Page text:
Genre: "G-Punk", Pop punk, Alternative rock
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Release Date: June 16, 2015
Label: Red Bull Records
I wouldn’t be quick to say that New Beat Fund's music is incredibly idiosyncratic in the landscape of punk bands — it's their lyrics that are so blatant and unapologetic, which may come across as audacious. Frankly, I find them amusing.
New Beat Fund — a Los Angeles four-man band — reached initial fame in 2012 for their self-produced music video of song ‘Scare Me'. The band embraces a dynamic hybrid of electronic, rock and rap with a loose West Coast, SoCal vibe, coining their music as ‘G-punk’ — an allusion to the iconic 90s hip-hop production style populated by Dr. Dre.
'Scare Me’ is brought back for their 2015 album Sponge Fingerz. Picking up where they left off, New Beat Fund continues to weave their tuneful hooks with cheeky yet endearing lyrics, leaving an indelible impression whether their style is up your alley.
Despite the title’s insinuation, 'It’s Cool' immediately transports one to sunny California, where the syncopated beats of the lightweight pop melodies draw in tides to the shore under a huddled group of swaying, luscious palm trees.
Whilst the melodic line comfortably compliments the lead singer’s relaxed vocals, sprinkled with breezy electronic elements, the playful tone contrasts the disoriented lyrics — the chorus sings “Everywhere I go / what the f*** am I doing here / What’s anybody doing here / Is there anybody new here / And every time I see you / I think about you still / I know we’re not together / but it’s cool while you’re here,” descending in pitch from initial euphoria into a cavalcade of fast-paced bass rhythms.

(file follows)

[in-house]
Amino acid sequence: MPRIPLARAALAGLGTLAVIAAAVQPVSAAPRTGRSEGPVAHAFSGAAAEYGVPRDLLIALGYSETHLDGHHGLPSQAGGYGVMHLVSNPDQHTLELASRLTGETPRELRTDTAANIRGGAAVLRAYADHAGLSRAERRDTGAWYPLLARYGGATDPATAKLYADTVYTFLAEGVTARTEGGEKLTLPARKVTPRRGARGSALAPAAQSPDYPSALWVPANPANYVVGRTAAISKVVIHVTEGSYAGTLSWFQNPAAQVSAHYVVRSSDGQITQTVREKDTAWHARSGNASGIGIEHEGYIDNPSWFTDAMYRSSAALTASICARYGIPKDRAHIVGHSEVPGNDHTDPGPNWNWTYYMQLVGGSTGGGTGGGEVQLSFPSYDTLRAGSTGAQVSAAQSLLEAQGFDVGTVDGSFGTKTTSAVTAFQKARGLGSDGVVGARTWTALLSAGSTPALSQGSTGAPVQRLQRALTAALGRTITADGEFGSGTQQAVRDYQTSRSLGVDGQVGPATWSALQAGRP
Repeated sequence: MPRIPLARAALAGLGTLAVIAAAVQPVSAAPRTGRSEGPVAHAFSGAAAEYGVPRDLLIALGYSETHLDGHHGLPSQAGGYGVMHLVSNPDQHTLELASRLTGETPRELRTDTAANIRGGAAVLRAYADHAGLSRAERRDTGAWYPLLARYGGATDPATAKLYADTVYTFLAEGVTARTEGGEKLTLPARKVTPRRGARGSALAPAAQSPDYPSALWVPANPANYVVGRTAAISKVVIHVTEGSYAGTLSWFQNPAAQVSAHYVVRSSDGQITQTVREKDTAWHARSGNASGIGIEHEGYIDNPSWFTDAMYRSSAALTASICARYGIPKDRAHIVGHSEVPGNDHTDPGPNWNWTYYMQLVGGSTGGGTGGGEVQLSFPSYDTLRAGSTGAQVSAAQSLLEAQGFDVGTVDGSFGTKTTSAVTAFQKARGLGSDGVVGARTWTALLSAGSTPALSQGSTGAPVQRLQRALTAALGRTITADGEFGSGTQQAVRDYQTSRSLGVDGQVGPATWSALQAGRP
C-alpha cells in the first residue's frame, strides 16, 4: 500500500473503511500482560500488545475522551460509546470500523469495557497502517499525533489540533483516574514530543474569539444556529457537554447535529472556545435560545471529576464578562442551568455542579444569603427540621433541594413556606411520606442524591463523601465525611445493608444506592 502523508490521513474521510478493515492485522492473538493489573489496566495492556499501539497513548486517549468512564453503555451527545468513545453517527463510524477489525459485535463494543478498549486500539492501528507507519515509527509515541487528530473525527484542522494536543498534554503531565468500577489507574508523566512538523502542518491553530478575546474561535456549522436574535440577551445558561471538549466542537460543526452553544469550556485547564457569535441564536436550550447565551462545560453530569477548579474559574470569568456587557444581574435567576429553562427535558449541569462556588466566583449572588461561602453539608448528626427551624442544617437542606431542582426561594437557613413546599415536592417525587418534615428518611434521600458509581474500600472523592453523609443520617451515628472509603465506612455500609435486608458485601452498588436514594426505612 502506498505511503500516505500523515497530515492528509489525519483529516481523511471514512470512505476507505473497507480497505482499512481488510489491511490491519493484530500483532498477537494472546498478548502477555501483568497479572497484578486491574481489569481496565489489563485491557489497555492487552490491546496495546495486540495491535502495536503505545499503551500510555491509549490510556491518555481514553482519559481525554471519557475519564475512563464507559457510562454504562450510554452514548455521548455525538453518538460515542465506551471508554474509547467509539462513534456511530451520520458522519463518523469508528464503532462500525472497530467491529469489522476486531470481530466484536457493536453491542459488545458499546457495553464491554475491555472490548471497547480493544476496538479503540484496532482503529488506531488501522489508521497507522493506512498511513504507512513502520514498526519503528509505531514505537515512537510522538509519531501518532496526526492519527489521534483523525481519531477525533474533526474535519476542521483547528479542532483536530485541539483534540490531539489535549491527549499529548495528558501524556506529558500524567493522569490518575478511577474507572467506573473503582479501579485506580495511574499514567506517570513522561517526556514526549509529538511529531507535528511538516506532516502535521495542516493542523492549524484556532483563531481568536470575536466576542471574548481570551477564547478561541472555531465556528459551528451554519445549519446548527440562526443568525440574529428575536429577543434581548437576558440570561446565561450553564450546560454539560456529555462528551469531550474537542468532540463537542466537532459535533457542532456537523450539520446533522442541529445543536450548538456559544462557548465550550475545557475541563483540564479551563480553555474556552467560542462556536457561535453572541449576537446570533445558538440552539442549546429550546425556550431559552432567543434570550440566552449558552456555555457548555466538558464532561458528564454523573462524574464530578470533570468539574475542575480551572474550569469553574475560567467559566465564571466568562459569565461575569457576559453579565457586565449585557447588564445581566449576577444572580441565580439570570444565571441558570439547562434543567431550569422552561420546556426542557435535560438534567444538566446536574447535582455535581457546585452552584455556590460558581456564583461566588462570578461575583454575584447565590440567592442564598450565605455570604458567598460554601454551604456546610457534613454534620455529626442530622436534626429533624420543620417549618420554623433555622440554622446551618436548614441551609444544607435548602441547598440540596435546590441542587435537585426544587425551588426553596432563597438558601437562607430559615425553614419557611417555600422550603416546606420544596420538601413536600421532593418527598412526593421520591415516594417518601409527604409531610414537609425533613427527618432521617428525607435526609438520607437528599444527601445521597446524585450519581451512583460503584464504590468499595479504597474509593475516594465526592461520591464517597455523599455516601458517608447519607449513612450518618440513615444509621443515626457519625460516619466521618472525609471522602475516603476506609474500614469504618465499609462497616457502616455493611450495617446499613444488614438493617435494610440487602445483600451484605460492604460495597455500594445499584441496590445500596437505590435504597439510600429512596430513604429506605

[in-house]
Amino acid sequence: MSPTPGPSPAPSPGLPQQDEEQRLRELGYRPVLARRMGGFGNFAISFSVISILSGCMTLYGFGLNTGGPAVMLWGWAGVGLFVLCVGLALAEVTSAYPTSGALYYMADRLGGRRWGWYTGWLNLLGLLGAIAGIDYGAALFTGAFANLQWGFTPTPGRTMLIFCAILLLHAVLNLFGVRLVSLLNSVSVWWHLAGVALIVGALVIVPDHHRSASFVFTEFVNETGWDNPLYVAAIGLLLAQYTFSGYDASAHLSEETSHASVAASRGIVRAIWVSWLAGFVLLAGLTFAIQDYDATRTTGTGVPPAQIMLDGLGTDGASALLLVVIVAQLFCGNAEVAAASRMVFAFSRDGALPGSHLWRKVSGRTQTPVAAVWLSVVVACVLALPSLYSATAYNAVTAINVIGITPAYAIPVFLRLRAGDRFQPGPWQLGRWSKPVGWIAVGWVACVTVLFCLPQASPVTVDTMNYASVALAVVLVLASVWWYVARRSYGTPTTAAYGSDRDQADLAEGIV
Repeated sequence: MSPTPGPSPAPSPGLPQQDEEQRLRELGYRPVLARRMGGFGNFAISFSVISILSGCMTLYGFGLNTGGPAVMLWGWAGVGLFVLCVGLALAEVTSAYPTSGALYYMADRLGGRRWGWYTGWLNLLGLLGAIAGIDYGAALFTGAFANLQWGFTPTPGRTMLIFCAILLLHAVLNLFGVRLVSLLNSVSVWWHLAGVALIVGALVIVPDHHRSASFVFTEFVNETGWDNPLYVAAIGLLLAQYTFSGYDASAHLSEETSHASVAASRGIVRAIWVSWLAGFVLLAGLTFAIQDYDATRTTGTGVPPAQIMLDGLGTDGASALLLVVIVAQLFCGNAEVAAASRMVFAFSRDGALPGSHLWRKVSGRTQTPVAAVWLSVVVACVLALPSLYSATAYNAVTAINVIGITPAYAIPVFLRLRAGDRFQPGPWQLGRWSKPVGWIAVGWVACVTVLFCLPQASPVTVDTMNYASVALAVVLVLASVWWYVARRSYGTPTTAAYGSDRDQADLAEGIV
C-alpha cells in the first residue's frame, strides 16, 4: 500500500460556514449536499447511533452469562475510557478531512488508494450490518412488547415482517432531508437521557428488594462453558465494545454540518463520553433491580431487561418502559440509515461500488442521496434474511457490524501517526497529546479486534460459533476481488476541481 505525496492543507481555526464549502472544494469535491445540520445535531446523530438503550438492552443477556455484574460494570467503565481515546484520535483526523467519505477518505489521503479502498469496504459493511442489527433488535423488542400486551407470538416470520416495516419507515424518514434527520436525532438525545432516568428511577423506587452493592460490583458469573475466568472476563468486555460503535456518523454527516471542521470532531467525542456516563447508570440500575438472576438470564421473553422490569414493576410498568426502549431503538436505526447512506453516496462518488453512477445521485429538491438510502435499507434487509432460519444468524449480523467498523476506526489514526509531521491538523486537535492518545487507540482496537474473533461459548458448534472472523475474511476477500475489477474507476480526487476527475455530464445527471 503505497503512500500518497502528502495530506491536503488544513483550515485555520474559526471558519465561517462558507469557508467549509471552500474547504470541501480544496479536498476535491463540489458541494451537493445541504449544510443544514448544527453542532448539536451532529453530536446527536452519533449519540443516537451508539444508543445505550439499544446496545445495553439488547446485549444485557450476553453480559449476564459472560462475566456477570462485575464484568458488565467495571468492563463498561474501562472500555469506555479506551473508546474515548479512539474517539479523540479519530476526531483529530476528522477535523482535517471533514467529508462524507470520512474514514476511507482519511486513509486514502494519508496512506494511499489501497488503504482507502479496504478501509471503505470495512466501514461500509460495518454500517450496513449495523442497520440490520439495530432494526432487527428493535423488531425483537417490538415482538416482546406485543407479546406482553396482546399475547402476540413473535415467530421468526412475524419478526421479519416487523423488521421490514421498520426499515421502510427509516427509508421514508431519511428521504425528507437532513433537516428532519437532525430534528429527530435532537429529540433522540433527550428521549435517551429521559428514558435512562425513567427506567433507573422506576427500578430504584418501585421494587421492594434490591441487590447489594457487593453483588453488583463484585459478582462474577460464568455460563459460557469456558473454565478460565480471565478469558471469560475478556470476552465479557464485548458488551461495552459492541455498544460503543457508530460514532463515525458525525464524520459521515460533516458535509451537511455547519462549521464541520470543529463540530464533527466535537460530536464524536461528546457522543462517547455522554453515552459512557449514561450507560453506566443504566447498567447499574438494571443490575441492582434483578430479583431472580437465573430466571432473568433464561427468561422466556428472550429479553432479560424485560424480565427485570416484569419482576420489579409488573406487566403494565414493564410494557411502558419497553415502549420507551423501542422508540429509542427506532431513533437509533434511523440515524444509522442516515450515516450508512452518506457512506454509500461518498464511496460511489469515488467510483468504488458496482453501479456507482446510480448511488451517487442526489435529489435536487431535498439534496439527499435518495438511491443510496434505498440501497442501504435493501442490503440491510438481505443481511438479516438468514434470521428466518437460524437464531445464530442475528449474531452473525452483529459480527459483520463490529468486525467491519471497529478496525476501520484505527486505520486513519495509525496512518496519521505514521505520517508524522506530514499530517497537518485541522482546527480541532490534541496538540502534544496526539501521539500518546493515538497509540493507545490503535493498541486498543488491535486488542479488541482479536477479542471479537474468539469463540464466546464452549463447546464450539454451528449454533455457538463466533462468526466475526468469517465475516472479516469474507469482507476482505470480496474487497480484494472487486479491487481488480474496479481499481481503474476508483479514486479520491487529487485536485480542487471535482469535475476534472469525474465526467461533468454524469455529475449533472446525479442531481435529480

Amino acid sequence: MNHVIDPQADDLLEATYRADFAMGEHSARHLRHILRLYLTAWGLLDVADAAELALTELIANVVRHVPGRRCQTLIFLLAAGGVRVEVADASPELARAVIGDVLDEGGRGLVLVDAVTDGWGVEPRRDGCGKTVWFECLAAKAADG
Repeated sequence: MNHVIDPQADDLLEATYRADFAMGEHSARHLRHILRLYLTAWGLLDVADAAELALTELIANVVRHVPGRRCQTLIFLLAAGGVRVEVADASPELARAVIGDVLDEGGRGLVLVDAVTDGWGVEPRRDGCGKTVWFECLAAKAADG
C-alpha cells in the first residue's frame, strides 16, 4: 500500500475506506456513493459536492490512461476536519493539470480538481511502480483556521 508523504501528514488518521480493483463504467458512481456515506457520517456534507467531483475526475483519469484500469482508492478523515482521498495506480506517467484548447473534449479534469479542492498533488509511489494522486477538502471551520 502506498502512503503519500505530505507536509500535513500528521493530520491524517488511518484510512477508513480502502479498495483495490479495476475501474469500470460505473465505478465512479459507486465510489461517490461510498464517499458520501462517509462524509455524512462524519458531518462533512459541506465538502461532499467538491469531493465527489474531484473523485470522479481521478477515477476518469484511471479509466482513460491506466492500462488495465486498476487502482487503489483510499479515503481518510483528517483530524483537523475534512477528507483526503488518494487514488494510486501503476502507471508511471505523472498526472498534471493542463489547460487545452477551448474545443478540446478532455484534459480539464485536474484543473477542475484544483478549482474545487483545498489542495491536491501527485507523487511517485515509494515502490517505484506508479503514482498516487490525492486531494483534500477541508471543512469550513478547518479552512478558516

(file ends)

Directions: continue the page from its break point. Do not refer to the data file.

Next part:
Moving onto the song that first started everything, ‘Scare Me’ contains bold, humorous lyrics that would either entertain or appall. The song lists various things that ‘scare’ the singer: politicians, fried chicken, Lady Gaga, the world ending, “stock market bla bla bla bla equals dividends”.
Misleading listeners with static, synthetic strings and mellifluous piano arpeggios, the sheer elasticity of the lead singer’s voice combined with the brazen tone of both his lyrics and vocals, which have been slightly electronically tampered with, are enough to elicit laughter.
In addition to the absurd lyricism, after the ascending pitch and dynamics repeating "scare me" in the chorus, the infectious chords and exaggerated vocal screams used to fill in gaps between phrases in the chorus heighten its comical nature and propel the indie pop-inspired music forward.
Finally, the explicitly trivial song ‘Why So Mean’ demonstrates the band’s confounding but technically admirable rapping abilities, wrapped up by an accordion solo. Take that as you may.
New Beat Fund may just be the post-modern epitome of a guilty pleasure. Whether or not that is the case for you, their combination of numerous music influences makes it difficult to not enjoy (even if their music goes against every facet of music you normally enjoy).
Sponge Fingerz is now available through Red Bull Records.